I’m just emerging from a black-hole of information on the manufacture, make-up, and end-of-life possibilities of nylon vs hemp. I’m exploring their properties as two possible options to use for the pendants of my new collection.

On the one hand you have nylon which is really strong and durable, looks fantastic and comes in truly magnificent colours. But, it is made using crude oil, requires lots of energy to make it, and produces CO2 emissions and a whole lot of other nasties which you can read about on this terrific blog here.

A fact in its favour is that it can be recycled, but, let’s be honest, the likelihood of people making the effort to recycle their small bit of nylon thread is very low.

Hemp, on the other hand, seems to be the goody-two-shoes of thread! One of its most impressive credentials is that it is “among the oldest industries on the planet, going back more than 10,000 years…” (thanks HIA) Does that blow your mind? It does mine. 10,000 years? That’s what I call sustainable! (by contrast the first bit of nylon was made on the 28th of February, 1935 – and, since it is of the plastic family, we know that every single piece of nylon that has been produced since that day most likely still exists on the planet somewhere. Ick.).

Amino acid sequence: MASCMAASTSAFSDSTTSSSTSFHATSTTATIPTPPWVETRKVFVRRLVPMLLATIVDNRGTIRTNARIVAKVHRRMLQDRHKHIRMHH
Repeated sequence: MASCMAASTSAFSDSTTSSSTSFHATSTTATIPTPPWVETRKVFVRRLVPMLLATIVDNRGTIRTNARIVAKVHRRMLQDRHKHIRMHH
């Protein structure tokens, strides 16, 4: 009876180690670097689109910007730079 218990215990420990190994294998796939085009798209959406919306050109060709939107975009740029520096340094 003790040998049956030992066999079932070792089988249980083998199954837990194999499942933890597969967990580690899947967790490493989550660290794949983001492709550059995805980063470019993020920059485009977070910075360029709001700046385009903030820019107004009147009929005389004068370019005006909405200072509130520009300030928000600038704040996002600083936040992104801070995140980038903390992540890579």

Anyway, I haven’t been able to find out much about the processing of hemp (dying, factory conditions, energy required to convert it from a plant into thread etc), but the fibre itself seems almost infallible. With only 8 natural enemies (out of 100 common pests) it is usually grown without pesticides (less pollution of our water ways and poisoning of the land), has very long fibres (longer and tougher than cotton), and is even good to eat (totally irrelevant to this blog but true none the less). It’s grown in Oz but sent OS for processing as we don’t have the set-up here yet (looks like they’re planning one for Qld some time soon).